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'Bottom up' or 'top down': breaking the cycle for STEM women

A lack of women in STEM continues to be an issue, particularly as a shortage of STEM skills is a reality across many sectors. But is it a "bottom up" or "top down" problem? And what can recruiters do to overcome shortages in STEM women?.

Much more has been written about the problem of women being underrepresented in STEM professions than has been written about how to solve it.

Is it a 'bottom up' problem or a 'top down' issue? To listen to industry, it's the former, and the government should be doing more to churn out the required number of STEM graduates they need. Conversely, the government says industries should also play their part as it tries to tackle the gaps, not so much in education itself, but the gender perceptions that are rife within the education system.

It might be fairer then to say that this is an overall societal problem related to how women are perceived, and not just in STEM employment.

An interesting US study carried out in 1957 found that children up to the age of five, asked to draw a scientist, didn’t picture a middle-aged man with a beard and glasses in a lab coat and in fact had no preconceived idea of what a scientist 'should' look like. This shows that the perceptions today of male and female gender stereotypes are not inherent, but learned.

Swimming against the tide

While it seems then a 'bottom up' issue for government requiring generations of time to correct - if that is the route that needs to be taken right now - the shortage of STEM women is also a 'top down' problem for industry.

If young women heading to university are looking at a sector that appears to be male dominated with a 'boy's club' mentality and culture, like IT, they will think twice about pursuing a STEM career. Even if they do forge ahead and graduate, they may not stick it out on the job.

If employers and recruiters don't take on some of the initiative instead of waiting for the government to 'fix the problem', female STEM graduates will always feel they are swimming against the tide. It's not surprising then that most women will opt for a less combative career, and it's got nothing to do with a lack of abilities but rather with their own peace of mind.

Revolution or evolution?

While all this angst continues over enticing more women into STEM careers, and gender battles sweep through various sectors to bring about forced change, it's quite possible that the problem will eventually resolve itself through evolution or more likely, a combination of both.

Organisations that see the next generation (Gen Z= semi transformative) coming, and the one after that (Gen Alpha = transformative) might find themselves, unless they are prepared, dealing with people who don't view gender the same way at all and it may have a lot less to do with educational policies and more to do with emerging technologies and the reach of social media. Girls exposed to technology from the minute they can walk and talk, and who can handle smartphones and tablets as well as any boy, could be a real game changer for the future of STEM women in the workforce.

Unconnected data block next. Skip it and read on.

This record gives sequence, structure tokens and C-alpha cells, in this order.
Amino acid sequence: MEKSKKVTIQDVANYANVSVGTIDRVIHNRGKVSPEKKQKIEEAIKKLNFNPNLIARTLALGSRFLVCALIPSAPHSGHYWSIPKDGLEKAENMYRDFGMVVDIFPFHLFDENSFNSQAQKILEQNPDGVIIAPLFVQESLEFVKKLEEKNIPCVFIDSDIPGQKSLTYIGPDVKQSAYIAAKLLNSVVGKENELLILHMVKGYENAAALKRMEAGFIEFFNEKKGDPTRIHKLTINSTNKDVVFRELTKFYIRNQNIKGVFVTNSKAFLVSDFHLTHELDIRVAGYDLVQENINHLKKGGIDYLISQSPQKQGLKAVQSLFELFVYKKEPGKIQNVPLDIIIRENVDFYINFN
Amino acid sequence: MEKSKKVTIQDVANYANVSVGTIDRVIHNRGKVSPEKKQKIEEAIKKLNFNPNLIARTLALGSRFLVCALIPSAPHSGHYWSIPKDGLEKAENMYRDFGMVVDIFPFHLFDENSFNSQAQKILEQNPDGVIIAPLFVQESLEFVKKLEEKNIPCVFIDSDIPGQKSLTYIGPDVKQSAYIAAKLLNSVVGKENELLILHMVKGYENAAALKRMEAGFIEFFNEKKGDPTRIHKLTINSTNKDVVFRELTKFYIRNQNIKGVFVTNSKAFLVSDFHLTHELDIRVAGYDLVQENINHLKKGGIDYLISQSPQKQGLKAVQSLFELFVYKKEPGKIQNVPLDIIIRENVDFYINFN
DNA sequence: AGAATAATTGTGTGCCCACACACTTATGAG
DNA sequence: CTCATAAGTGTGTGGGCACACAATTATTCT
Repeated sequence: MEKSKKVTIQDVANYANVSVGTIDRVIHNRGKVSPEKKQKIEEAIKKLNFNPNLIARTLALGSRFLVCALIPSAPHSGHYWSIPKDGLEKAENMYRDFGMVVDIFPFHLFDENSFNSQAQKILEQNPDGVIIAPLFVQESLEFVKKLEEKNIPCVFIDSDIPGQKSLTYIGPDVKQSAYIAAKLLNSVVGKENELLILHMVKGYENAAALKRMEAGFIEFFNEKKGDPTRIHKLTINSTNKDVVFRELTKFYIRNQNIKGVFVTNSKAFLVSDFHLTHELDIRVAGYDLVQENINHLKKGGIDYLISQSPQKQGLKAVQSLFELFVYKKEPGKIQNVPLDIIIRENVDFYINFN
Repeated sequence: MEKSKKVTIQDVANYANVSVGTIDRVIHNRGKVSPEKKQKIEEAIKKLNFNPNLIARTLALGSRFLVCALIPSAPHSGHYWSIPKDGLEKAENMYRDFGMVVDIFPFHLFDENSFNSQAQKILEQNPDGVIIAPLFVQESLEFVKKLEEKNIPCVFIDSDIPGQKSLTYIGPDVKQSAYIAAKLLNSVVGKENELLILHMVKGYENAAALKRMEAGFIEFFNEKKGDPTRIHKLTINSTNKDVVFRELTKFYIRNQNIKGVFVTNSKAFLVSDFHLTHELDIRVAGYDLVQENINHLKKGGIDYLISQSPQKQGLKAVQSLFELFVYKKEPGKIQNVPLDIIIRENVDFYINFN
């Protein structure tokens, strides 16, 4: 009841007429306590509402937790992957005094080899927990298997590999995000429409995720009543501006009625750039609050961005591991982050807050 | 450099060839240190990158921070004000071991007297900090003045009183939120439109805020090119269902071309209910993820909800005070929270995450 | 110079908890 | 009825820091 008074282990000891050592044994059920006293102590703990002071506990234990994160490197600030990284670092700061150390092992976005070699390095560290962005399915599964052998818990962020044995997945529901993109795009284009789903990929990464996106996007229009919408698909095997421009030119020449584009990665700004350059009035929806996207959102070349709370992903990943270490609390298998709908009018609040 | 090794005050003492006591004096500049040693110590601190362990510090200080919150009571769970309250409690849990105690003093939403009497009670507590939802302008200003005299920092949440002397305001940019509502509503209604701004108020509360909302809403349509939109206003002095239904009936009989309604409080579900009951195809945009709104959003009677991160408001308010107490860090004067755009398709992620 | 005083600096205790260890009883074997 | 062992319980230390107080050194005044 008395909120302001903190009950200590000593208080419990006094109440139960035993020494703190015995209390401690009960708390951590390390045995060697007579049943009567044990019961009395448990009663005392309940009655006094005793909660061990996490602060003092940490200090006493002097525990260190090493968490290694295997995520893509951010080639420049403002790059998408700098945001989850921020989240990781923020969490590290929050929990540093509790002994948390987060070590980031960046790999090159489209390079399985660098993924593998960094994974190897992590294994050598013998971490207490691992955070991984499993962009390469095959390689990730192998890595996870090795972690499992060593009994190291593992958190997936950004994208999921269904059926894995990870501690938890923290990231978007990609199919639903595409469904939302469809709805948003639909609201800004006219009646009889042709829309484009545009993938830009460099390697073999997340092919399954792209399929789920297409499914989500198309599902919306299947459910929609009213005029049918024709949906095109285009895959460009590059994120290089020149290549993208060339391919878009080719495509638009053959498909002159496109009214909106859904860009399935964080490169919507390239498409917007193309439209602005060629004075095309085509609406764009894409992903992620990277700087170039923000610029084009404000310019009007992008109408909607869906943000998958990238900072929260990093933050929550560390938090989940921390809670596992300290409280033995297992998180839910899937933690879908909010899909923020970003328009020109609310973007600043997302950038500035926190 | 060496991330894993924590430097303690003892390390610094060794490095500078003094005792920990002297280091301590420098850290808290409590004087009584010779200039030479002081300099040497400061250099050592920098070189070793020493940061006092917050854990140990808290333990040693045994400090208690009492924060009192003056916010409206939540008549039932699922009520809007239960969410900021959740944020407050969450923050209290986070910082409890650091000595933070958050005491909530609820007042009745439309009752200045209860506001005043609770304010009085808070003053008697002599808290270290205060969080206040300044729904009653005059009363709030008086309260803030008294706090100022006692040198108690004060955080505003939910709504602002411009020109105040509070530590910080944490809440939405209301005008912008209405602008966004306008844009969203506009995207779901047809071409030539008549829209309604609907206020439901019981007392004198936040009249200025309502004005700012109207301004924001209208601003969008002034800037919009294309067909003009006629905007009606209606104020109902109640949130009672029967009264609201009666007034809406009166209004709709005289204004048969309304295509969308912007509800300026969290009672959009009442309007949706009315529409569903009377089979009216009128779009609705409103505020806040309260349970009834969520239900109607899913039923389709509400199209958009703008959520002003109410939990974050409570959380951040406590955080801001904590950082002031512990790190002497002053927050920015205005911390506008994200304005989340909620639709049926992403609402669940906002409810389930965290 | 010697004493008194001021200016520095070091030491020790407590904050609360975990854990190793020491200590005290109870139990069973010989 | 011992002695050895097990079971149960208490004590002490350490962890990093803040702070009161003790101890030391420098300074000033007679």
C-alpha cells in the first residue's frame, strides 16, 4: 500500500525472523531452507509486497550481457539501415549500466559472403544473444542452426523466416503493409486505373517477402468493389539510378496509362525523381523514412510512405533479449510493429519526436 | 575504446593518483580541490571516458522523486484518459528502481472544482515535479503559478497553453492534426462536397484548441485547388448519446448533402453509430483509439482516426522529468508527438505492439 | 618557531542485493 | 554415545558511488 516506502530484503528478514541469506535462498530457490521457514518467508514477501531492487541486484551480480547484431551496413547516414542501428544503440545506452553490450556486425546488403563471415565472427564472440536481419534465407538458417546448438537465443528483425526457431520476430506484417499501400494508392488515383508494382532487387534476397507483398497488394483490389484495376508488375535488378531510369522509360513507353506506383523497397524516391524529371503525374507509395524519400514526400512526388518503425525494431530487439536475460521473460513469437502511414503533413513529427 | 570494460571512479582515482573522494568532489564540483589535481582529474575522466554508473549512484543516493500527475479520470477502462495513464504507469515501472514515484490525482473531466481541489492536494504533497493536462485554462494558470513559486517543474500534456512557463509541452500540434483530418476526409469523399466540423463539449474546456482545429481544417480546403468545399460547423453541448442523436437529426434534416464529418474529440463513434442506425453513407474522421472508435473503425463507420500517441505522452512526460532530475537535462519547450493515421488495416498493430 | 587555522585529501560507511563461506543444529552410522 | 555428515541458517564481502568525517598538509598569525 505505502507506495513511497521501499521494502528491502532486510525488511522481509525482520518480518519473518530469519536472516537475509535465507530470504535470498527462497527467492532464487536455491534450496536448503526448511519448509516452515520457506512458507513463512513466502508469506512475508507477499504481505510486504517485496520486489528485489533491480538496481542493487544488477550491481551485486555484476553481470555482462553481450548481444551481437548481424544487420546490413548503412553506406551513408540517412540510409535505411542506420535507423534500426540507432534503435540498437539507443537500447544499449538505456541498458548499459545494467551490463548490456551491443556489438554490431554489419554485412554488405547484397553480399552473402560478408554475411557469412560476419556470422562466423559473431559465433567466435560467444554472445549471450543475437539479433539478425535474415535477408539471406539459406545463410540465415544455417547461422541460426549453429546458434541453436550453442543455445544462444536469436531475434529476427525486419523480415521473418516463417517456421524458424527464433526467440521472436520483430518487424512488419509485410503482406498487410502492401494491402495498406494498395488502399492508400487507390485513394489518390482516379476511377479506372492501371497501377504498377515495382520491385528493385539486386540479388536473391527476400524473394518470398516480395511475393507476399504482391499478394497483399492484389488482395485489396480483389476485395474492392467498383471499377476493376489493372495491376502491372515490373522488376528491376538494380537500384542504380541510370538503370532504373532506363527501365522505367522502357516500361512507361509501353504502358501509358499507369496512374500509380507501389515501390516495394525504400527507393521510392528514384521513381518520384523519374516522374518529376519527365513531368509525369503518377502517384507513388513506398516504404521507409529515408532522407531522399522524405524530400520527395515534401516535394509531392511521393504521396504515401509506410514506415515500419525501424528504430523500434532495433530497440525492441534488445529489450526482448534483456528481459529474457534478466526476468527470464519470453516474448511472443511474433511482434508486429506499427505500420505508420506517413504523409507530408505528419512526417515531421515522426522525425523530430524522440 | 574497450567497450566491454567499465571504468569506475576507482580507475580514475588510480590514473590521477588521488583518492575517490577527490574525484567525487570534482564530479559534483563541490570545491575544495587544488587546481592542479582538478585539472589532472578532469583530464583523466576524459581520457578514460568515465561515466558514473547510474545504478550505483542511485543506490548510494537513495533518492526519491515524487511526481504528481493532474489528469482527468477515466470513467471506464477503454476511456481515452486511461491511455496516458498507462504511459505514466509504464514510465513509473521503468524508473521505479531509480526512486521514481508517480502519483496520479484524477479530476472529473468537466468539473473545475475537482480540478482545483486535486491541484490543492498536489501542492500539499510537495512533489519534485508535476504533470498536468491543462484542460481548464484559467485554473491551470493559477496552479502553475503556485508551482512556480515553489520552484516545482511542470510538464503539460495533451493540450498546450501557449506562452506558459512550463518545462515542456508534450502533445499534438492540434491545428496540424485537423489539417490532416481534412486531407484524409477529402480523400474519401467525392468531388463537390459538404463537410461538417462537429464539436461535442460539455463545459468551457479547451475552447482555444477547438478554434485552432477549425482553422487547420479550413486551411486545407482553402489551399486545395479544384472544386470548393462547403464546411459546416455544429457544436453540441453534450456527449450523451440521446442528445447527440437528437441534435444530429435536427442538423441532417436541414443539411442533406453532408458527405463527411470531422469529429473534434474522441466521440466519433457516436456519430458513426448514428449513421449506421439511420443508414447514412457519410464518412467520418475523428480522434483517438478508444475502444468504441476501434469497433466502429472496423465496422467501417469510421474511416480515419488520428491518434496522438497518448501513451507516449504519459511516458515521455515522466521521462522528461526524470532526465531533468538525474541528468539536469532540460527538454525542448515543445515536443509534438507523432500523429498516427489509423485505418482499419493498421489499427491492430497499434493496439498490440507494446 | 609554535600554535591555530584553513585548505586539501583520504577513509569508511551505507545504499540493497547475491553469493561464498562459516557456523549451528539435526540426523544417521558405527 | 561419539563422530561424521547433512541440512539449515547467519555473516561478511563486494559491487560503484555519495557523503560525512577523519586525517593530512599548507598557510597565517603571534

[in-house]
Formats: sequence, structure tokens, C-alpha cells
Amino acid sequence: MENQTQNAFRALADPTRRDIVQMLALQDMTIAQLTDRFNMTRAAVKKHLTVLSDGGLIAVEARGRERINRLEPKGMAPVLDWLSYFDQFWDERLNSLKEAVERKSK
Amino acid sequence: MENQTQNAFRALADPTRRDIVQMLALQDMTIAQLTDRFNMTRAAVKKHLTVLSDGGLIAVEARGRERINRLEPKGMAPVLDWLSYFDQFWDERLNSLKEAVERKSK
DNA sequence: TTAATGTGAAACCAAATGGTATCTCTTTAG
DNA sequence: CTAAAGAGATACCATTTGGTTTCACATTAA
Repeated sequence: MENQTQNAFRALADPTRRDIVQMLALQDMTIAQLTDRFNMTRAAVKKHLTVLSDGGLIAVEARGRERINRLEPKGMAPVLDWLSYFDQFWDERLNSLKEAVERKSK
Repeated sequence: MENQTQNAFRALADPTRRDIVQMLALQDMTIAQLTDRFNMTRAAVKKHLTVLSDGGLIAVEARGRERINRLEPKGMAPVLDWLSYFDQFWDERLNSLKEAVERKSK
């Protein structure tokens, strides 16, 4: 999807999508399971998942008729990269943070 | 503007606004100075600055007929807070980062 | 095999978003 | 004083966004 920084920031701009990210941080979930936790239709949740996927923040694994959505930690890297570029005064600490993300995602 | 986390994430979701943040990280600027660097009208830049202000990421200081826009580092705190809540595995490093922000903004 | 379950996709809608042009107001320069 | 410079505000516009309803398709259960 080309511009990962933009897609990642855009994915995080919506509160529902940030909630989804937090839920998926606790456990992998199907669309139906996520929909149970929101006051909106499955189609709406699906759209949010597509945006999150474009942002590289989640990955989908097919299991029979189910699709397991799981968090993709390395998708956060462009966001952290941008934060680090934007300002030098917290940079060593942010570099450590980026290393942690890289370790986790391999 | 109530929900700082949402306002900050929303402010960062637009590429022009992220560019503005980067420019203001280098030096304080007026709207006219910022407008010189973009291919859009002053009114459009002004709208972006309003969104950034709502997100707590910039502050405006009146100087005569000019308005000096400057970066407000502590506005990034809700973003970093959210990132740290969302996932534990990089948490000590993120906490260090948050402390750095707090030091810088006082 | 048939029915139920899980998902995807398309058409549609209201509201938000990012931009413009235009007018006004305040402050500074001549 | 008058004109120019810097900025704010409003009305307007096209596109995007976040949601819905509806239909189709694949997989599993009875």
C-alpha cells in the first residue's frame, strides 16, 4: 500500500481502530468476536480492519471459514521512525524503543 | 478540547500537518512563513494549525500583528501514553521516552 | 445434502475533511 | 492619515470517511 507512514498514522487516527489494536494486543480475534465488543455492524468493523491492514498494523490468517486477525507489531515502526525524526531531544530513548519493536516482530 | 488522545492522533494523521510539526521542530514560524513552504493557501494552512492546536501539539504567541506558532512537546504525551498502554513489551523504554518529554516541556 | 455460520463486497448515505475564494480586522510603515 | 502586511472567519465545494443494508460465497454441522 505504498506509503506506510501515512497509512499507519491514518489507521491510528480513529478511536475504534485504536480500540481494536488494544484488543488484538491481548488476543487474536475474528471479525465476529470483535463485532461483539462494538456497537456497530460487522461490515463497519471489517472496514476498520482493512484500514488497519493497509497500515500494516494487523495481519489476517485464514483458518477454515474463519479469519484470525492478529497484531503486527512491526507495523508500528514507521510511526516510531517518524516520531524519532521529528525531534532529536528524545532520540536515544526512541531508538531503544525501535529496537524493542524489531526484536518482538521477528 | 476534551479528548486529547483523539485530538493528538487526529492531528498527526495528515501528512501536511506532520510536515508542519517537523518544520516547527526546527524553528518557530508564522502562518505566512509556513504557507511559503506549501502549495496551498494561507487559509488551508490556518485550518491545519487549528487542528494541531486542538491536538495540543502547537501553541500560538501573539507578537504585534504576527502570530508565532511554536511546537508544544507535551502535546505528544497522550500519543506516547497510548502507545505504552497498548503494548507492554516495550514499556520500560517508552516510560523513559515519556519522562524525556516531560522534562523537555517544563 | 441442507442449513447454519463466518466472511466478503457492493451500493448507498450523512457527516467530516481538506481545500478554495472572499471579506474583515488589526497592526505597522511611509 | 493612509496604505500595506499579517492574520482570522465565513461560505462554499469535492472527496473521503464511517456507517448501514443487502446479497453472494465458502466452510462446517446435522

Be the sheepdog, not the sheep

Unless STEM sectors show there is a place for women, they won't be inclined to want to go and work there and won't see the benefit of pursuing STEM studies. It's up to employers and recruiters to get ahead of the game and as an added bonus improve their organisation's bottom line, not to mention being able to avoid looking overseas for talent, which can be an expensive and cumbersome procedure.

Recruiters can:

  • Go out of their way to recruit STEM women and become known for providing equal opportunities and pay, thus boosting the employer brand and attracting more STEM talent, not only female but also other minority groups and even men who might not be comfortable with the 'boy's club' mentality. They do exist.
  • Provide more apprenticeship programmes to entice both young women and men who can work and study together. This can help neutralise gender bias, changing the system from within and encouraging women to move forward and 'stick with it' in the long term.
  • Provide flexible working arrangements. Particularly important for women, a culture that values employees enough to offer that, will be an attractive proposition and it's a strong retention tool. Avoid making a woman feel she has to work twice as hard as a man in order to move up the ladder.
  • Watch the language. Women can be put off by the wording of job ads that make a brand or culture sound as if an organisation is a male domain. Tech companies might use phrases like 'ninja' which can appear aimed at men and dissuade women from applying. Ads that make a job sound vague, unexciting or lacking in opportunities are also a no-no. If your organisation welcomes women, spell it out but be ready to prove it as well.
  • Have a woman from a leadership position on the interviewing team. A group of 'suits' can be intimidating. Having a female leader there can provide assurances that opportunities do exist for women within the organisation. A survey of female employees and how they feel they are treated couldn't hurt either.
  • Re-think your recruitment process to include parts that can be done ‘blind’. This will ease any worries recruiters may have about unconscious hiring bias.
  • Chase down former female STEM employees who might be eager to re-start their careers. With a little training they might be a better option than a newly-minted graduate with no experience.
  • Make sure what you're offering in terms of culture and values is reflected across the web. Don't gloss it up. Candidates will research you. If the culture indicates that a lot of pool is played or a lot of nights in the pub follow the workday, it could imply a male-dominated organisation.
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